Housing Workers Said to Trade Sex for Repairs

     BALTIMORE (CN) – Female residents of the Baltimore Housing Authority’s Gilmore Housing project claim in court they were forced to provide sexual favors to maintenance men to have repairs made to their homes.
     In a 34-page complaint filed in the Baltimore Federal Court on Monday, seven women detail the alleged “quid pro quo” of sexual acts for necessary repairs including repaired gas leaks, electrical problems and exterminations.
     The suit alleges the abuse, which also included sexual threats, was perpetuated primarily by maintenance supervisor Clinton Coleman and his workers.
     “These Housing Authority employees routinely harass and abuse the vulnerable women in public housing,” the suit alleges. “These defendants are subjecting the tenants to life-threatening living conditions, including but not limited to: mold, lack of heat, rodent and insect infestations and risk of electrocution. These victims are too poor to move and relocate their families.”
     The women say they are “left with the impossible choice of either succumbing to unwanted sexual demands in order to save themselves and their children from life-threatening conditions in their homes, or, living in squalor.”
     The women also claim they sought the help of Housing Commissioner Paul Graziano and other housing officials, who “ignored numerous complaints and repeatedly allowed abusers to maintain their positions of power.”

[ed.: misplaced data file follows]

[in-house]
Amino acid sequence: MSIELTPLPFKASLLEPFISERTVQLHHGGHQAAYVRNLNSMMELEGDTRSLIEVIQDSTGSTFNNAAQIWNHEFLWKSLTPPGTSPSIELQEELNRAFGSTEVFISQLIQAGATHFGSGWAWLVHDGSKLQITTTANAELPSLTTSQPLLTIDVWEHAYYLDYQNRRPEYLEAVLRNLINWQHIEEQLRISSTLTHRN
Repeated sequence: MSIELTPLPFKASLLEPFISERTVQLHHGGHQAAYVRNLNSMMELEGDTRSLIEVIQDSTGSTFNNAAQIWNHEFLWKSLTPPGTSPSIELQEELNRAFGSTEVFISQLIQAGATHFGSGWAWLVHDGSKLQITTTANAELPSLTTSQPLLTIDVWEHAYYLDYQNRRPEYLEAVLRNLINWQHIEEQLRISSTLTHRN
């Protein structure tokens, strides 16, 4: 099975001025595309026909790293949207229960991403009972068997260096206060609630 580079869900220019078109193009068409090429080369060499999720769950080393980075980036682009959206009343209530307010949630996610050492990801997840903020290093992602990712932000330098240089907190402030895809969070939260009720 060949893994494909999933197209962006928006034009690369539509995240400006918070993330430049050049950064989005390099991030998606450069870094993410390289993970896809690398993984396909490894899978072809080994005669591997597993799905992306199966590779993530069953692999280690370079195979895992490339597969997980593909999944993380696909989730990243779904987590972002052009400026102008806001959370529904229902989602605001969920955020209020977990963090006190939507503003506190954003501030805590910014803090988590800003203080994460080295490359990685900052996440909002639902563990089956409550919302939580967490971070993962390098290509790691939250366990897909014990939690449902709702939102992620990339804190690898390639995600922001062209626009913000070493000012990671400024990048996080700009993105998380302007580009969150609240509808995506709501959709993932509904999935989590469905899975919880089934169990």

The women are seeking $10 million in damages on claims of battery, negligent hiring and breaches of the Fair Housing and Civil Rights Acts.
     They are represented by Cary Hansel, and Annie Hirsch, of Hirsch & Cosca, of Baltimore.
     “The Housing Authority of Baltimore City (HABC) Executive Director Paul T. Graziano is aware of the allegations of sexual abuse at Gilmore Homes and finds them extremely disturbing,” Tania Baker, a spokeswoman for the organization wrote in an email. “HABC considers any employee actions that would subject its residents to sexual abuse or sexual harassment to be reprehensible.”
     “HABC takes the safety and well-being of its residents very seriously. The agency continues to actively conduct an internal investigation of the alleged sexual abuse; however, details of this pending personnel investigation cannot be disclosed,” Baker said.

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